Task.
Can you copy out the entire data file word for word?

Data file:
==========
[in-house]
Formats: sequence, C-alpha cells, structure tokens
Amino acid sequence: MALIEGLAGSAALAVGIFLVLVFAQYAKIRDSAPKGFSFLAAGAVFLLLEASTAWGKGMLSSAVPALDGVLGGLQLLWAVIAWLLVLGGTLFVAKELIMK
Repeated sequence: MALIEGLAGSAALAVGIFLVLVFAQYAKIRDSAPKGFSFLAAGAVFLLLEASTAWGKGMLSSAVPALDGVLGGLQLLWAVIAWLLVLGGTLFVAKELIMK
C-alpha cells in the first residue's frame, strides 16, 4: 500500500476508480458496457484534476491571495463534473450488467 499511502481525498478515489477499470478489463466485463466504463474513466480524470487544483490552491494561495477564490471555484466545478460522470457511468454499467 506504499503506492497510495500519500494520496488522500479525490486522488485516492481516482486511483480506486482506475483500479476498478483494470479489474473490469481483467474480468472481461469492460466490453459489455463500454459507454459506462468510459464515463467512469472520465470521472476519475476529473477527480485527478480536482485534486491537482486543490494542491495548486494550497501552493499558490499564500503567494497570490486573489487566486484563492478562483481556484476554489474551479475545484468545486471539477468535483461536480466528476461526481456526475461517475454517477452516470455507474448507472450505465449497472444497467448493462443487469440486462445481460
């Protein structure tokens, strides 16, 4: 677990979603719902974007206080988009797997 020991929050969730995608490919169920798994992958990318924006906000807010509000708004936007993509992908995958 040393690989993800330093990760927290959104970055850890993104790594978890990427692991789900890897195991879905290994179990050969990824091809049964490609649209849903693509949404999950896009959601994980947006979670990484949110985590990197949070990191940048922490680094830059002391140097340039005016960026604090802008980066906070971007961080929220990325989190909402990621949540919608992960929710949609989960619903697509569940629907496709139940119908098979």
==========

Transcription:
[in-house]
Formats: sequence, C-alpha cells, structure tokens
Amino acid sequence: MALIEGLAGSAALAVGIFLVLVFAQYAKIRDSAPKGFSFLAAGAVFLLLEASTAWGKGMLSSAVPALDGVLGGLQLLWAVIAWLLVLGGTLFVAKELIMK
Repeated sequence: MALIEGLAGSAALAVGIFLVLVFAQYAKIRDSAPKGFSFLAAGAVFLLLEASTAWGKGMLSSAVPALDGVLGGLQLLWAVIAWLLVLGGTLFVAKELIMK
C-alpha cells in the first residue's frame, strides 16, 4: 500500500476508480458496457484534476491571495463534473450488467 499511502481525498478515489477499470478489463466485463466504463474513466480524470487544483490552491494561495477564490471555484466545478460522470457511468454499467 506504499503506492497510495500519500494520496488522500479525490486522488485516492481516482486511483480506486482506475483500479476498478483494470479489474473490469481483467474480468472481461469492460466490453459489455463500454459507454459506462468510459464515463467512469472520465470521472476519475476529473477527480485527478480536482485534486491537482486543490494542491495548486494550497501552493499558490499564500503567494497570490486573489487566486484563492478562483481556484476554489474551479475545484468545486471539477468535483461536480466528476461526481456526475461517475454517477452516470455507474448507472450505465449497472444497467448493462443487469440486462445481460
């Protein structure tokens, strides 16, 4: 677990979603719902974007206080988009797997 020991929050969730995608490919169920798994992958990318924006906000807010509000708004936007993509992908995958 040393690989993800330093990760927290959104970055850890993104790594978890990427692991789900890897195991879905290994179990050969990824091809049964490609649209849903693509949404999950896009959601994980947006979670990484949110985590990197949070990191940048922490680094830059002391140097340039005016960026604090802008980066906070971007961080929220990325989190909402990621949540919608992960929710949609989960619903697509569940629907496709139940119908098979």